The new show at the Foyer Gallery for the month of November is entitled ‘Memories’. Whether they be of trips taken, special places or intimate personal moments…we all have our own memories. Painting, photography, mixed media and sculpture are used to visually reflect on these reminders from the past.
We can preserve the past and we can document the past…sometimes we can do both. Sometimes all we have left are memories in the form of pictures, stories and the things that remain. The two photos that I have entered into this show are b/w images from New Orleans.
The first image is from the Louis Adam House, part of the Historical New Orleans Collection.
‘The Historic New Orleans Collection is a museum, research center, and publisher dedicated to the study and preservation of the history and culture of New Orleans and the Gulf South region.’
Built in 1788, it has certainly seen its share of history. But one particular moment in the past that I imagine when looking at this example of traditional New Orleans architecture is of a young Tennessee Williams running up the stairs to his room in the garret above. The structure remains and so does its past, maybe even a few ghosts.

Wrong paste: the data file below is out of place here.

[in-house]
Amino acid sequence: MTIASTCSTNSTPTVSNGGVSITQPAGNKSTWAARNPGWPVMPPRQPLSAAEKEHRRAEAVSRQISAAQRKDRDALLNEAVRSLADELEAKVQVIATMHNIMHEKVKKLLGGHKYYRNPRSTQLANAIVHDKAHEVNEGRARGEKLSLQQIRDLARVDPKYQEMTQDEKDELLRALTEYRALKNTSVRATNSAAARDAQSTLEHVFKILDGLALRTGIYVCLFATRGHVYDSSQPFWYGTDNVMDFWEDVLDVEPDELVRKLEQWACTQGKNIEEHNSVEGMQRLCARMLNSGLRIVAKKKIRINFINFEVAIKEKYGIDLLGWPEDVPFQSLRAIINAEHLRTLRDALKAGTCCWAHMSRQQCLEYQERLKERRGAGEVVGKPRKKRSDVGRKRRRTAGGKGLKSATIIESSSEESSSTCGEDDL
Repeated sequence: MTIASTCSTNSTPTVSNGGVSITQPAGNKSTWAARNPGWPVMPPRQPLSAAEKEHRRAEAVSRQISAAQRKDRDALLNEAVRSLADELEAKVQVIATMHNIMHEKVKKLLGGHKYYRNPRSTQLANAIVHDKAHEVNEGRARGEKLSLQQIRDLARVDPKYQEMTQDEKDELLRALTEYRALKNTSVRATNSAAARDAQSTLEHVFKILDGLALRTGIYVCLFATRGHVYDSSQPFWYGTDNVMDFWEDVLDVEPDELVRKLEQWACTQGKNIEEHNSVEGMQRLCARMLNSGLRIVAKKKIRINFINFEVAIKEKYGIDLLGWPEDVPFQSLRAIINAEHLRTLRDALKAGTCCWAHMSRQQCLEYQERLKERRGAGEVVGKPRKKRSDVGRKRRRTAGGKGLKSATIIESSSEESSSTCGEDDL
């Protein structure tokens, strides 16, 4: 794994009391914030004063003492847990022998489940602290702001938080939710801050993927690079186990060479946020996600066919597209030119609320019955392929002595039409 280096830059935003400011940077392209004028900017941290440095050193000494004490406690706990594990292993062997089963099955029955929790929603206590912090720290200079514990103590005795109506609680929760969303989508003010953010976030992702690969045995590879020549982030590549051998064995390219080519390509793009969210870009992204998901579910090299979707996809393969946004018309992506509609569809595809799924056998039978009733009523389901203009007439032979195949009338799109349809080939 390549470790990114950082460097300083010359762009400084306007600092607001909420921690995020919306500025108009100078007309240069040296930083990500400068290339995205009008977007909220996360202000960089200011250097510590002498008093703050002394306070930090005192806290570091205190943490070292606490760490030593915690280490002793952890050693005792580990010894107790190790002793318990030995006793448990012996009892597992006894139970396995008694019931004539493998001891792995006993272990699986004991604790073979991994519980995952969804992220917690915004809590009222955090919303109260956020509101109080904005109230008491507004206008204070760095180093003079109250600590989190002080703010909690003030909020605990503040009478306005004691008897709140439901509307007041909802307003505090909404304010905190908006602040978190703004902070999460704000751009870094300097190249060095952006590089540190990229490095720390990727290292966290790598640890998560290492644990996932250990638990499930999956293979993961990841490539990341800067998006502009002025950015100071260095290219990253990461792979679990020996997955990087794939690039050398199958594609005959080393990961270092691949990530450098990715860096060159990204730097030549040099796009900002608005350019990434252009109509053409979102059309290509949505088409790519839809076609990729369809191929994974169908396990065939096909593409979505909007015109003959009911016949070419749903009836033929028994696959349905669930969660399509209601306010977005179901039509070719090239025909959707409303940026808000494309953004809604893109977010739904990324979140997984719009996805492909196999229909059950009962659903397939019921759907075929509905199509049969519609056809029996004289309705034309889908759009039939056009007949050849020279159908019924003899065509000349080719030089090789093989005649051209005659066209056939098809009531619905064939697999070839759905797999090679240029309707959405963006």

‘In the 1930s, the house was opened to boarders and for a short time a young playwright—Tennessee Williams—lived high up in a garret room.’
The title of the photo is… ‘Searching for Tennessee Williams’.
The next image was taken along the Mississippi River…on the Moonwalk…a pedestrian walkway fronting Jackson Square.
Already hot…it was early Saturday morning and he had staked himself a spot at the top of the stairs. We walked past to gaze out at the great Mississippi River, our last look before we left for home. A smooth operator, honed no doubt from many years of experience, this disarming dapper older gentleman in a seersucker suit and straw hat, boldly approached us and sang to me…Do you know what it means to miss New Orleans?
I was charmed. His name was T.S. Lark and he told us that he has been playing for 50 years, first trumpet and now saxophone. We thanked him for the impromptu serenade and bought his cd. Someday he will no longer be sitting on the banks of the Mississippi playing for tourists, but I will have a picture to remember him and that hot sunny Saturday morning in New Orleans. He is as much apart of the story of this city as the attractive older buildings that line the streets of the French Quarter.
The title of the photo is…‘Missing New Orleans’.